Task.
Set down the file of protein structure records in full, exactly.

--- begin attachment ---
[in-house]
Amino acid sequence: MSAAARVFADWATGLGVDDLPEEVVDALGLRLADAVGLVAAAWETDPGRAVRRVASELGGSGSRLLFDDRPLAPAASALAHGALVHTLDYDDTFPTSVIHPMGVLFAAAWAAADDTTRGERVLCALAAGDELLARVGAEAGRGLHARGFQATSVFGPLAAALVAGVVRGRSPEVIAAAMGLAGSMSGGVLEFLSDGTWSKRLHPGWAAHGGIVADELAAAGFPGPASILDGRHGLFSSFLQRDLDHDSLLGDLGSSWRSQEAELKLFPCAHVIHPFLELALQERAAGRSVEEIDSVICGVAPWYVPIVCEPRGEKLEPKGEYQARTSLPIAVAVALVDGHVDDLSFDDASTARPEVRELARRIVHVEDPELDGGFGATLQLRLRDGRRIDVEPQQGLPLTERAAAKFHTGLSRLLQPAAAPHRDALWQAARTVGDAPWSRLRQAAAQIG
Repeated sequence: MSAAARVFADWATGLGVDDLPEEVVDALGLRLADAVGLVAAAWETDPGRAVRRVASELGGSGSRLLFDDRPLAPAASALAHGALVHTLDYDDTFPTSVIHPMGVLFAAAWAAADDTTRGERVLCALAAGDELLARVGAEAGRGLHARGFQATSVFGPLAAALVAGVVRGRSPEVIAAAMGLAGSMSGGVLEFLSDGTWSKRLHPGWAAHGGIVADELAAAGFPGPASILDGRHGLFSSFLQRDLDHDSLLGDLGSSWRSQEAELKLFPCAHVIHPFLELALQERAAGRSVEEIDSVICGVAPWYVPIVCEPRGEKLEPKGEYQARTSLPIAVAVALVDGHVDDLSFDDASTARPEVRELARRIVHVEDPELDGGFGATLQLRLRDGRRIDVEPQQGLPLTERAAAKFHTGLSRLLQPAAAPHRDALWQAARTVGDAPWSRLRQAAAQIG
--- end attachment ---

[in-house]
Amino acid sequence: MSAAARVFADWATGLGVDDLPEEVVDALGLRLADAVGLVAAAWETDPGRAVRRVASELGGSGSRLLFDDRPLAPAASALAHGALVHTLDYDDTFPTSVIHPMGVLFAAAWAAADDTTRGERVLCALAAGDELLARVGAEAGRGLHARGFQATSVFGPLAAALVAGVVRGRSPEVIAAAMGLAGSMSGGVLEFLSDGTWSKRLHPGWAAHGGIVADELAAAGFPGPASILDGRHGLFSSFLQRDLDHDSLLGDLGSSWRSQEAELKLFPCAHVIHPFLELALQERAAGRSVEEIDSVICGVAPWYVPIVCEPRGEKLEPKGEYQARTSLPIAVAVALVDGHVDDLSFDDASTARPEVRELARRIVHVEDPELDGGFGATLQLRLRDGRRIDVEPQQGLPLTERAAAKFHTGLSRLLQPAAAPHRDALWQAARTVGDAPWSRLRQAAAQIG
Repeated sequence: MSAAARVFADWATGLGVDDLPEEVVDALGLRLADAVGLVAAAWETDPGRAVRRVASELGGSGSRLLFDDRPLAPAASALAHGALVHTLDYDDTFPTSVIHPMGVLFAAAWAAADDTTRGERVLCALAAGDELLARVGAEAGRGLHARGFQATSVFGPLAAALVAGVVRGRSPEVIAAAMGLAGSMSGGVLEFLSDGTWSKRLHPGWAAHGGIVADELAAAGFPGPASILDGRHGLFSSFLQRDLDHDSLLGDLGSSWRSQEAELKLFPCAHVIHPFLELALQERAAGRSVEEIDSVICGVAPWYVPIVCEPRGEKLEPKGEYQARTSLPIAVAVALVDGHVDDLSFDDASTARPEVRELARRIVHVEDPELDGGFGATLQLRLRDGRRIDVEPQQGLPLTERAAAKFHTGLSRLLQPAAAPHRDALWQAARTVGDAPWSRLRQAAAQIG